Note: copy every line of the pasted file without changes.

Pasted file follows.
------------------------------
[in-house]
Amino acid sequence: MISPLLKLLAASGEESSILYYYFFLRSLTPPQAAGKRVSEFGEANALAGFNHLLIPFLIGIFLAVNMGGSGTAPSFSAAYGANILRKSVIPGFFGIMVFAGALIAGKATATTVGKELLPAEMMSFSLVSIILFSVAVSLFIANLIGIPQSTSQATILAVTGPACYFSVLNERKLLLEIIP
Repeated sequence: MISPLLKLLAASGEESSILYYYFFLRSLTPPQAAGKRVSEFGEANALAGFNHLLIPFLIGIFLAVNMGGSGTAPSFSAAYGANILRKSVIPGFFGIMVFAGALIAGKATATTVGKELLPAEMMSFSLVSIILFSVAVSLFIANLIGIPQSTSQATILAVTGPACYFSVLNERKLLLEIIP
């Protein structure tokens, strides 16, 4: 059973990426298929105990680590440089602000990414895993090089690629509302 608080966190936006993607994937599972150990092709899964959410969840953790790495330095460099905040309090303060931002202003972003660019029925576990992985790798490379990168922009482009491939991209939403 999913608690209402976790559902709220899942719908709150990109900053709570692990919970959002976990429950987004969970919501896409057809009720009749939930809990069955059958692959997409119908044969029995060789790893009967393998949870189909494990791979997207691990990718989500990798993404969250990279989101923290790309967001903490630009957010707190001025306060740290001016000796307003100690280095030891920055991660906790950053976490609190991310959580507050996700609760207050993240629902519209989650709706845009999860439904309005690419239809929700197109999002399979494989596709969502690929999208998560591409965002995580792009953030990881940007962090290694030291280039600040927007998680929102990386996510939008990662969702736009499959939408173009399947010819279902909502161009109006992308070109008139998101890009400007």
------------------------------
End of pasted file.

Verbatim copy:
[in-house]
Amino acid sequence: MISPLLKLLAASGEESSILYYYFFLRSLTPPQAAGKRVSEFGEANALAGFNHLLIPFLIGIFLAVNMGGSGTAPSFSAAYGANILRKSVIPGFFGIMVFAGALIAGKATATTVGKELLPAEMMSFSLVSIILFSVAVSLFIANLIGIPQSTSQATILAVTGPACYFSVLNERKLLLEIIP
Repeated sequence: MISPLLKLLAASGEESSILYYYFFLRSLTPPQAAGKRVSEFGEANALAGFNHLLIPFLIGIFLAVNMGGSGTAPSFSAAYGANILRKSVIPGFFGIMVFAGALIAGKATATTVGKELLPAEMMSFSLVSIILFSVAVSLFIANLIGIPQSTSQATILAVTGPACYFSVLNERKLLLEIIP
């Protein structure tokens, strides 16, 4: 059973990426298929105990680590440089602000990414895993090089690629509302 608080966190936006993607994937599972150990092709899964959410969840953790790495330095460099905040309090303060931002202003972003660019029925576990992985790798490379990168922009482009491939991209939403 999913608690209402976790559902709220899942719908709150990109900053709570692990919970959002976990429950987004969970919501896409057809009720009749939930809990069955059958692959997409119908044969029995060789790893009967393998949870189909494990791979997207691990990718989500990798993404969250990279989101923290790309967001903490630009957010707190001025306060740290001016000796307003100690280095030891920055991660906790950053976490609190991310959580507050996700609760207050993240629902519209989650709706845009999860439904309005690419239809929700197109999002399979494989596709969502690929999208998560591409965002995580792009953030990881940007962090290694030291280039600040927007998680929102990386996510939008990662969702736009499959939408173009399947010819279902909502161009109006992308070109008139998101890009400007």